[Fantasy] WW2 armored vehicle designs


I really should change my personal text
Jun 29, 2011
Reaction score
Well i'm new to here, first post ever on this forum and so i thought i'd put up some of my artwork on here. I know its not up to par with everyone elses as i've gone through this entire section. :p Well, here you guys are.

Name: Panzerkampfwagen Jaguar Ausf. B
Nation: Germany
Crew: Five
Armament: 105mm KwK 46 L/48 [Armor Penetration]: 225/285/60
105mm KwK 42 L/28 [Armor Penetration]: 64/150/53
128mm Pak 44/22 L/55 [Armor Penetration]: 276/352/65
Armor: 190/110/110
Speed: 35 km/h
Engine Power: 970hp
Turret Traverse: 34 degrees/sec
Radio: FuG 12 [Range]: 810m
Weight/Load limit: 78.50/80.50t

Nearing the end of 1943, German High command saw the incredible likelihood of an allied invasion of Fortress Europe, they began investigating into more heavy tank designs to counter the Allies growing numbers. Their philosophy: "Quality over quantity." In mid-December of '43, an ambitious design by the name of Hans Schidner put forth the plans for a new heavy tank: the Panzerkampfwagen VII.2 Ausf. B or has he called it, the "Jaguar". It was a heavy tank, compared in size to the "King Tiger" tank that was nearing prototype trials. Its turret was a custom-made design produced by Krupp and could house a variety of big guns. Hans' brother had served with the 2nd Panzer division on the eastern front and had relayed many stories of the Russian's armored vehicles with their sloped armor capable of shrugging off German anti-tank shells. Seeing this as a revolutionary trait, Hans incorporated it into his design giving the Jaguar a heavily sloped turret and chassis that was meant to help deflect anti-tank projectiles from wherever they were shot. He even implemented an angular piece of attachable armor plating over the side of the vulnerable treads to help in the Jaguar's already formidable defenses. To go with its heavy defenses, the Jaguar came with the option to mount a number of large cannons, its standard weapon being the large 105mm KwK 46 L/48 tank cannon, a terrifying weapon that could shred Allied armor as if it were paper mache. He also put down for a Maybach HL 234 P45 engine to be used as the Jaguar's main powerhouse, producing an astonishing 970 horsepower. He claimed that the Jaguar could attain a speed of up to 42km/h, an impressive speed for a tank that size, and some higher powers remained skeptical of this claim.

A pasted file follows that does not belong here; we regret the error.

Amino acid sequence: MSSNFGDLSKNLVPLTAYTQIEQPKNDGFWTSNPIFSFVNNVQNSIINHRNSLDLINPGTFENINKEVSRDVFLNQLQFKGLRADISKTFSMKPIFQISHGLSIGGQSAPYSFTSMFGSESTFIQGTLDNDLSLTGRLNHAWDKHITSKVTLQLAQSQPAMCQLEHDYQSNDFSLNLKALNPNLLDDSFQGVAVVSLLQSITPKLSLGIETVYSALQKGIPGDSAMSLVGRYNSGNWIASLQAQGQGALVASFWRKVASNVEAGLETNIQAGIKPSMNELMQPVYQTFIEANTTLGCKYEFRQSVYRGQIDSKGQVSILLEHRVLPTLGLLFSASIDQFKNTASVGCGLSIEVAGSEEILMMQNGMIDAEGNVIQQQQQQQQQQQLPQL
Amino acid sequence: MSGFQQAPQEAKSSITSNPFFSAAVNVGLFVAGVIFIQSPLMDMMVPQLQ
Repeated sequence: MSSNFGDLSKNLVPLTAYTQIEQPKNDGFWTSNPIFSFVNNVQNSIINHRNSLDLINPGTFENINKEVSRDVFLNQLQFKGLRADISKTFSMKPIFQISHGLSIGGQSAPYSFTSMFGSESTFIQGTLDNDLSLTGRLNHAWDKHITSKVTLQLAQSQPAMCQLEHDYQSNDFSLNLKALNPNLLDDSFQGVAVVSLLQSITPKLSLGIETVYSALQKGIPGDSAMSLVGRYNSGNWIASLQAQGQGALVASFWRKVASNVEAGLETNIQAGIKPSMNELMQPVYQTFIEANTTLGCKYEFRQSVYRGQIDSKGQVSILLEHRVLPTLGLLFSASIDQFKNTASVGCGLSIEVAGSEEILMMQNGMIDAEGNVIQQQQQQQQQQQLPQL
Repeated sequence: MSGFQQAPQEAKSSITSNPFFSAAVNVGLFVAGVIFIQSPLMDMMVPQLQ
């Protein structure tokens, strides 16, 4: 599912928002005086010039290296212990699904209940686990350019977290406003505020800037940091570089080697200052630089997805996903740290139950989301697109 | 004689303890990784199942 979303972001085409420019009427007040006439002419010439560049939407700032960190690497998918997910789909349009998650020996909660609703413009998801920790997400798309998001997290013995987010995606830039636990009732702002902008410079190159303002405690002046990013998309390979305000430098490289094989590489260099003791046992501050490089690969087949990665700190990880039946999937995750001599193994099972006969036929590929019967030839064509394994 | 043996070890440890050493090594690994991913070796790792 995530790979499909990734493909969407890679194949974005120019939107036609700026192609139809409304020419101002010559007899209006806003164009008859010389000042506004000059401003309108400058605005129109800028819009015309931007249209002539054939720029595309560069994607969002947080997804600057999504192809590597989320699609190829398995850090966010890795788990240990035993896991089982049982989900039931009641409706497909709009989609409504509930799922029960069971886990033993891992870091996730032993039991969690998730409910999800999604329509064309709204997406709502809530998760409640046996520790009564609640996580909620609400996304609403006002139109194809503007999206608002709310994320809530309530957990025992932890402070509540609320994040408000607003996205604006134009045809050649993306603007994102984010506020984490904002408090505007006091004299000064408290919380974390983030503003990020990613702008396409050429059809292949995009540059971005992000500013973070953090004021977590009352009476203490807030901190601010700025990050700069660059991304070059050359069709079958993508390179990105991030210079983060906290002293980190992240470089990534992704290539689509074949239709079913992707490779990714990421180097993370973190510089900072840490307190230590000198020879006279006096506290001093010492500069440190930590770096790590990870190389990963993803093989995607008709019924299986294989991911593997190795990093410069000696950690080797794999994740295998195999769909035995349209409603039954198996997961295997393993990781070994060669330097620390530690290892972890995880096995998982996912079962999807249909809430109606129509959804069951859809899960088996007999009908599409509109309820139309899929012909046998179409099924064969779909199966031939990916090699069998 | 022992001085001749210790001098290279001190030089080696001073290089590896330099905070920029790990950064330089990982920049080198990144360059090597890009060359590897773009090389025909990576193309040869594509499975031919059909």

The plans somehow made their way to Hitler's desk along with a mess of other miscellaneous paperwork, and it immediately drew the Fuhrer's attention. He had always had a sort of fascination with large and impossible vehicles and he sent word to Schidner and his associates that funding was now being pumped into their project and that it was to begin right away. The group set to work turning Schidner's dreams into a metallic reality and in no time, the prototype rolled off the line in March 1944. Hitler attended the initial trials of the Jaguar and was thoroughly impressed. While the large tank could not attain the predicted speed of 42km/h, it did live up the the boasts of its trememdous firepower, sniping targets from outside normal tank cannon ranges. He departed with the wish that production start immediately and that further funding was to be supplied.